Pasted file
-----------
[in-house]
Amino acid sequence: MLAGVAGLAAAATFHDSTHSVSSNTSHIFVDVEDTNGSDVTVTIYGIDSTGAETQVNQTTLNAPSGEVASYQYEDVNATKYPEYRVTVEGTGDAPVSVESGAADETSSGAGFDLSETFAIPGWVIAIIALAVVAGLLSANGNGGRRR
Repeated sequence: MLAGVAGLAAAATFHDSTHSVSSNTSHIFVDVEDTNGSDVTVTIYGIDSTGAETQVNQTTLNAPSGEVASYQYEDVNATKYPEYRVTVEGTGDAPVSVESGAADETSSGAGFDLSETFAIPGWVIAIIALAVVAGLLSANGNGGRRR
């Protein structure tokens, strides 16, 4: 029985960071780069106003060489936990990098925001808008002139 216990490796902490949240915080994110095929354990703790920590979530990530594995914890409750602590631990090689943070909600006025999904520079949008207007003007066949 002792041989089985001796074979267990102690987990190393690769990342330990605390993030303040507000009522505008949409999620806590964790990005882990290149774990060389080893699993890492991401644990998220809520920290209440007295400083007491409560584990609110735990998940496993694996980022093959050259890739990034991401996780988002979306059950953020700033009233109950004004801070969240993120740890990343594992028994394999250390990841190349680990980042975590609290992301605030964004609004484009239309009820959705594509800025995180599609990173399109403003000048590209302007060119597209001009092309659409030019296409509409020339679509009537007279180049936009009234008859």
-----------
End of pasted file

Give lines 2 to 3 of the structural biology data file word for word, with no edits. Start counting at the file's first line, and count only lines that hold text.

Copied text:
Amino acid sequence: MLAGVAGLAAAATFHDSTHSVSSNTSHIFVDVEDTNGSDVTVTIYGIDSTGAETQVNQTTLNAPSGEVASYQYEDVNATKYPEYRVTVEGTGDAPVSVESGAADETSSGAGFDLSETFAIPGWVIAIIALAVVAGLLSANGNGGRRR
Repeated sequence: MLAGVAGLAAAATFHDSTHSVSSNTSHIFVDVEDTNGSDVTVTIYGIDSTGAETQVNQTTLNAPSGEVASYQYEDVNATKYPEYRVTVEGTGDAPVSVESGAADETSSGAGFDLSETFAIPGWVIAIIALAVVAGLLSANGNGGRRR